Foodies Forge New Culinary Chaîne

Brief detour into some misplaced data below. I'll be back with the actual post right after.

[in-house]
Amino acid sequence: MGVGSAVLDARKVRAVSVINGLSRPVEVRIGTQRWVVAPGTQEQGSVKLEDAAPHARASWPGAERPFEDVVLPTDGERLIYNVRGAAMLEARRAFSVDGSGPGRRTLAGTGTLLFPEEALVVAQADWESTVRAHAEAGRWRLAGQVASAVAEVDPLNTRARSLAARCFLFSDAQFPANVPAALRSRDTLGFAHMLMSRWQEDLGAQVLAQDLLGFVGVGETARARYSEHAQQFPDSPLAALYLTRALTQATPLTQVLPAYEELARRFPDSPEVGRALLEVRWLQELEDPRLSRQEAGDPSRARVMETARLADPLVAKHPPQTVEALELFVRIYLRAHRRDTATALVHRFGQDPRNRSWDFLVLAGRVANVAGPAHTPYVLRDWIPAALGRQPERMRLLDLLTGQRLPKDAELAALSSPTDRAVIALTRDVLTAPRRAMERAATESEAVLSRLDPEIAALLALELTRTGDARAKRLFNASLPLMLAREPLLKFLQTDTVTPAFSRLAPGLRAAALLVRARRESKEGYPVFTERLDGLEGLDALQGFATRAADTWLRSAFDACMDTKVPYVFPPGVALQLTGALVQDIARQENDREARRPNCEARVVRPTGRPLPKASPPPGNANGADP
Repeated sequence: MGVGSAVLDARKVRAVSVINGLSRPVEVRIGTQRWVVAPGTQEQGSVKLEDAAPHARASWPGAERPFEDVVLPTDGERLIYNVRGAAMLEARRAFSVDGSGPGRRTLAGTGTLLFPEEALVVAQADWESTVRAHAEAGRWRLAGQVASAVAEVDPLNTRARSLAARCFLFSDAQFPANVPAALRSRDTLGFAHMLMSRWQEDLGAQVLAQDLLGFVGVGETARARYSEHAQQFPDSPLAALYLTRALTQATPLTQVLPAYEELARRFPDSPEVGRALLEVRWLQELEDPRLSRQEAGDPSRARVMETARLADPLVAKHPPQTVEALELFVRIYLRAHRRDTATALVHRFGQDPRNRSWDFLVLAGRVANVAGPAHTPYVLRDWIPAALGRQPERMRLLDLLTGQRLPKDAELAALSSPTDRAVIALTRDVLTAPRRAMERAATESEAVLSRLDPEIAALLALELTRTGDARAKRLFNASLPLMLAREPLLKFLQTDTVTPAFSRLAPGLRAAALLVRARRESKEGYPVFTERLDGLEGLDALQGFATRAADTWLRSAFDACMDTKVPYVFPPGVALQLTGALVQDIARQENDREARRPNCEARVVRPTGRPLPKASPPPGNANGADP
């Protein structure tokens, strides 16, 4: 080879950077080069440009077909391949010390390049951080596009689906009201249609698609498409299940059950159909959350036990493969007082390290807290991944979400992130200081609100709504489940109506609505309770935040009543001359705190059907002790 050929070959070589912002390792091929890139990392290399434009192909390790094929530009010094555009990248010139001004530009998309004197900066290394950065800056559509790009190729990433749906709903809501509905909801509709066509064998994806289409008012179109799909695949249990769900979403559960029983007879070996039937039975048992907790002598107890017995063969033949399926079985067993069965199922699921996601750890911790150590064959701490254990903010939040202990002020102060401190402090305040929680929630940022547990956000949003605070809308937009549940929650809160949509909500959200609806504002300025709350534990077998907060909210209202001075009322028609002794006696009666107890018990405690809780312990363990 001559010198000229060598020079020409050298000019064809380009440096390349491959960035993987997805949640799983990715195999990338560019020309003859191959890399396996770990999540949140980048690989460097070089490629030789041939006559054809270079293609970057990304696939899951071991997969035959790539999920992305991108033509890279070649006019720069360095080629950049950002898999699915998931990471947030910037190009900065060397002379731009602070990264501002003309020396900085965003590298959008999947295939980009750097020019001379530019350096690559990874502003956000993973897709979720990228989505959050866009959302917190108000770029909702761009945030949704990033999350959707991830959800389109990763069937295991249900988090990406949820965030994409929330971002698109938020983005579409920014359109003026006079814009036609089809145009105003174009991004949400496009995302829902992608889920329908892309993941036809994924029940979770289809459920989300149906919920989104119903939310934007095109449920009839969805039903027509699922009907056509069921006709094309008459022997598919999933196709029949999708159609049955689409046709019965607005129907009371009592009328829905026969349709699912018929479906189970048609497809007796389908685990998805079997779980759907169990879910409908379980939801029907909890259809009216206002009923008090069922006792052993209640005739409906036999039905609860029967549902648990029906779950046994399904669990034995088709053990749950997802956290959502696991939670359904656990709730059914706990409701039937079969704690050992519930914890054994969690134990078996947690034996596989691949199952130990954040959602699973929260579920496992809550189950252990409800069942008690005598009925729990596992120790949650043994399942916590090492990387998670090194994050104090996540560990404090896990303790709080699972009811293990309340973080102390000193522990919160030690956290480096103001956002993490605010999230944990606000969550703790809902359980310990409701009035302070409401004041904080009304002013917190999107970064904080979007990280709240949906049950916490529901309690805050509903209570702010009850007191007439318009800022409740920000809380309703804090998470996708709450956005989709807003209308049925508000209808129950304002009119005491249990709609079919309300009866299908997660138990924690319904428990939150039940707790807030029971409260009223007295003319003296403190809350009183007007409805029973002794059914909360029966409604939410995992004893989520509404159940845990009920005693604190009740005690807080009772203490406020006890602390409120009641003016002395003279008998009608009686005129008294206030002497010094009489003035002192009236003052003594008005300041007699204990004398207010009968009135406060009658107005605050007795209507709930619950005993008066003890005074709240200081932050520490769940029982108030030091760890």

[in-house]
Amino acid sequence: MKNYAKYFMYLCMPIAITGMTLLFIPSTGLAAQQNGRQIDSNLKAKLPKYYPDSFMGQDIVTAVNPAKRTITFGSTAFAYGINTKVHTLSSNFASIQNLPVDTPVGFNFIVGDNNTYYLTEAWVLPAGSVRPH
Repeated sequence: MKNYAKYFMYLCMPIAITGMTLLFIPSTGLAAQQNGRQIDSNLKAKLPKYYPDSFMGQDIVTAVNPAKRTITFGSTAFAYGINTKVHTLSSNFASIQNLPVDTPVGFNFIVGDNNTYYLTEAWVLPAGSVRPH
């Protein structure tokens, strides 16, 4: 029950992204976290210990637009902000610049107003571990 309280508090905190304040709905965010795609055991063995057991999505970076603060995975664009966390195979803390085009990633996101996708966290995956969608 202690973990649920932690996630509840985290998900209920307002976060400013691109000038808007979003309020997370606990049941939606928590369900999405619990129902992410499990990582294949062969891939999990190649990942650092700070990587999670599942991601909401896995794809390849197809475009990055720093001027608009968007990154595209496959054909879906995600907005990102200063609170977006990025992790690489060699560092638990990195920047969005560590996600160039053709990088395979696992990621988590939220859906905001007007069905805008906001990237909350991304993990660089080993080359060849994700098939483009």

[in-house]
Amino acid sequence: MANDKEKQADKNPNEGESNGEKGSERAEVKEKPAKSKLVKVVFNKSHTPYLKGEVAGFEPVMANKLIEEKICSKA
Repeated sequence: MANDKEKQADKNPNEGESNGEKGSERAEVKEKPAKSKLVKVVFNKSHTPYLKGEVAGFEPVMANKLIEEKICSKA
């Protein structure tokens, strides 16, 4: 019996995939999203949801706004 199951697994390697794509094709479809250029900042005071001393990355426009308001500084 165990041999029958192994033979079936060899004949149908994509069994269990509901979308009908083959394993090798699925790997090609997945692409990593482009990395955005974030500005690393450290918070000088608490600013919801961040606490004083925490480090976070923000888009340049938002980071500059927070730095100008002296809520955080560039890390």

WHAT’S a medieval order of French goose-roasters doing in Costa Rica? Bringing together birds of a feather who share a passion for the pleasures and camaraderie of the table. As anachronistic as it sounds, the Confrérie de la Chaîne des Rôtisseurs has officially arrived in Costa Rica, testimony to a growing interest in food and the rapid rise of exciting new restaurants throughout this land of once-bland casados.The renowned international gastronomic society, founded in Paris in 1950, harkens back to a medieval guild of poultry roasters (rôtisseurs) established by a French royal charter in 1248. The chaîne refers to the two chains that encircle the society’s historical coat of arms. One chain represents the professional members of the order while the other stands for the individual food-loving members, who are called chevaliers (knights) or dames (ladies).Beyond the quaint French titles, what the Chaîne actually does is promote the appreciation and traditions of fine wine and food. Chapters hold competitions to encourage young chefs and inspire local restaurants to reach for new culinary heights. The society has more than 22,000 members in 70 countries, including branches in 46 U.S. states, Puerto Rico and the U.S. Virgin Islands. And now, thanks to the efforts of Alain Pierre Taulere, Costa Rica is the Chaîne’s newest outpost.IN the space of a year, chef, restaurateur and bon vivant Taulere moved with his wife Bonnie to Costa Rica from Sarasota, Florida, opened Mar y Sol, an elegant French restaurant in Playa Flamingo with his son Jean Luc, and established the first Costa Rica bailliage (chapter) of the Chaîne.So far, the gourmet group has 38 members based in the Flamingo area, on the northern Pacific coast, and in San José. The Chaîne’s first gala dinner took place at the end of May at the Hotel Paradisus Playa Conchal, just south of Flamingo, where a champagne reception was followed by a sumptuous dinner of six courses paired with six wines. Two more divinely decadent dinners were recently held at El Coconut Restaurante in Tamarindo and at Mar y Sol in Flamingo to induct new members who had missed the first dinner. On Sept. 17, five San José-area initiates were celebrated at an exquisite dinner at Restaurante Jürgen’s in the eastern San José neighborhood of Los Yoses.TAULERE has strong links to the Chaîne. His restaurateur father was one of the original inductees back in 1950, and Taulere has been a chapter president, active in the U.S. Chaîne, for 25 years. His passion for food, wine and good company is contagious, and his energy is prodigious. With his arrival, the restaurant scene in Costa Rica may never be the same.“I want to put Costa Rica on the gastronomic map of the world,” enthused the chef trained in Toulouse, France. “The Chaîne is a great way to promote Costa Rica internationally.”Chevalier Brad Lloyd agrees. The Canadian-trained chef is not only an individual member; he is also the echanson of the Costa Rica chapter, in charge of wine selections for Chaîne events. Lloyd is also operations manager for the Hotel Paradisus Playa Conchal.“The Chaîne gives Costa Rica a little extra to offer, along with the volcanoes, hot springs, surfing and natural experiences,” Lloyd said. “For me and the hotel, it’s exciting to be able to tell our guests that with this new international standard, they’re going to dine well, too.”On a personal level, Lloyd said, he’s delighted that he now has an opportunity to share his passion for food and wine with other members.WHAT does it take to become a member? Professional applicants have to pass culinary inspection. Four board members of the national bailliage attend a test dinner to rate the chef or restaurant on the quality of cooking, balance of flavors, portion size and skill in matching wines with food.To become an individual member, you have to be sponsored by two current members of the Chaîne, attend a dinner as a paying guest (where, yes, your table manners will be observed), and undergo an interview with the board to appraise your knowledge and appreciation of food.If you pass muster, you’ll pay $300 to cover the first year’s national and international membership fees and your induction expenses, including your own chain to wear around your neck at Chaîne events. Dinners are held throughout the year at restaurants and in members’ homes for fees that vary with the type of dinner.Members must also make a pledge to “honor the art of cuisine and the culture of the table,” as well as honor the duties of the brotherhood and respect other members. There are also a few strict rules to follow at the table: –No smoking.–Water is served upon request. (It used to be taboo, Taulereexplained, as wine was considered the only beverage worthy of thecuisine.)–Eat immediately upon being served. (Just as your mother always preached: Don’t let your food get cold!)–No speeches except for food and wine commentaries. (Forget about politics and religion.)Additionally, you will never see condiments – salt or pepper – on the table. As any true dame or chevalier of the table knows, you take the food exactly as the chef has painstakingly seasoned it.IF you love food and wine, spiced with pageantry, history and good company – and have the money to indulge your fine tastes –you may be one of the missing links in this new food Chaîne.For membership information, contact Taulere at 654-5222 or BailiDelegue@costarica.lachaine.org. For more information about the society’s history and worldwide activities, visit www.chaineparis.org.
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